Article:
Funny Business & Its Shameful Side

Funny Business & Its Shameful SideAn open letter to Andrew Heaton, in response to “On MacFarlane and the Oscars – Should I have been offended?” This just wouldn’t fit very well in the comments section.

It’s not very comforting to find out today that everyone who was yucking it up at the Oscars last Sunday night was improving their health.

I stumbled upon a post about laughter and found that the crowd that enjoyed that kind of humor got a boost to their immune system; if they were depressed, they got a lift; they got a little medical assistance in reducing their blood pressure and they improved their social life.

There were a lot of people showing support for Seth MacFarlane’s style of humor. Some people seemed dumbfounded that anyone could take offense. Andrew Heaton, in his post “On MacFarlane and the Oscars – Should I have been offended?” couldn’t figure out for himself if he should be offended, so he asked people. I hope you’ll bear with me, because the comments offered a number of different perspectives, but none of them convinced Heaton to change his mind and, I am hoping with what I share, I can get him and maybe some other people, to reconsider. I posted a couple of comments on the site, but kept watching as comments came in and I thought, “What the hell? It was sexist.” And person after person kept saying it wasn’t. So I walked through the comments and realized that something important, that needs to be considered in humor, was never said.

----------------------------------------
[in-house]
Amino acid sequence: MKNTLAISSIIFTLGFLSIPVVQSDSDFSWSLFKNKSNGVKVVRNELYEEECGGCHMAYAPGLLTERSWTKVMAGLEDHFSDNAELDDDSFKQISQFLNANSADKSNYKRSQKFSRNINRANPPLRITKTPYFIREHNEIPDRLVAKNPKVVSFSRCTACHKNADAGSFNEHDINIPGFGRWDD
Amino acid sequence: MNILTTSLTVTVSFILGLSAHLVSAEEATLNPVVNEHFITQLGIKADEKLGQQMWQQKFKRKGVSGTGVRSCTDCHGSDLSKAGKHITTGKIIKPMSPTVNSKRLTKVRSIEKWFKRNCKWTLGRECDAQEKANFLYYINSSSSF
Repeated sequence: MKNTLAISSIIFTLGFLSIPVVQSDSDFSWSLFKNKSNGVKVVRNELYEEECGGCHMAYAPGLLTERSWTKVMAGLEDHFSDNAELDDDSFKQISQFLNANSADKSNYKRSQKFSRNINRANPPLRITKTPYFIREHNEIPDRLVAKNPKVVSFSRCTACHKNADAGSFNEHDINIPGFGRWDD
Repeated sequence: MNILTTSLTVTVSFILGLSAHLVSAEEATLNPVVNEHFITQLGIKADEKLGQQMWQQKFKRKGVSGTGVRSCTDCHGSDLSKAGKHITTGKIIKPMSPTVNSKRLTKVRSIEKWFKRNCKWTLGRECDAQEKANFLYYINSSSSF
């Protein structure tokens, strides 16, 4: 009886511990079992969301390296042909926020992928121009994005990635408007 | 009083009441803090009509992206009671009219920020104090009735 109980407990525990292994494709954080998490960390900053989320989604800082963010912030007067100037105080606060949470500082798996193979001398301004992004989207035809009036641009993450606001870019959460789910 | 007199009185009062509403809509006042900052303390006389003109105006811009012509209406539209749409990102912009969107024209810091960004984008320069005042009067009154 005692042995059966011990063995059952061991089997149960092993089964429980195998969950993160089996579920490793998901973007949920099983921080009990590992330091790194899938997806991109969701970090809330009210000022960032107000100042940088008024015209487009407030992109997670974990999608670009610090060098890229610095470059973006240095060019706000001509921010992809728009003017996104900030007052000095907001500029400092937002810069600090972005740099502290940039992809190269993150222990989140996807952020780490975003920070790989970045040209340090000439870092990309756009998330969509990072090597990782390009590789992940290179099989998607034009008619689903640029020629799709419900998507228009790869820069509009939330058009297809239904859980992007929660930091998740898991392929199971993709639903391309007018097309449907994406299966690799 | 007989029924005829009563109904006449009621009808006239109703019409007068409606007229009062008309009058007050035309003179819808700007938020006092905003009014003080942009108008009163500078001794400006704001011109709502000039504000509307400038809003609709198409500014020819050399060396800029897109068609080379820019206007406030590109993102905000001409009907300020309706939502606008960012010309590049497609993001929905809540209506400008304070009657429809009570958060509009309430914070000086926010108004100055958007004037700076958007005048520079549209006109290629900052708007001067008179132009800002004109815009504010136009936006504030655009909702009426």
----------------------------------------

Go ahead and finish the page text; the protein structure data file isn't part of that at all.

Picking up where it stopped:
It seemed pretty clear that Heaton didn’t really have any question about whether or not the material was okay with him. Even though he was polite with opposing views, it appears he was actually just looking for affirmation of his point of view.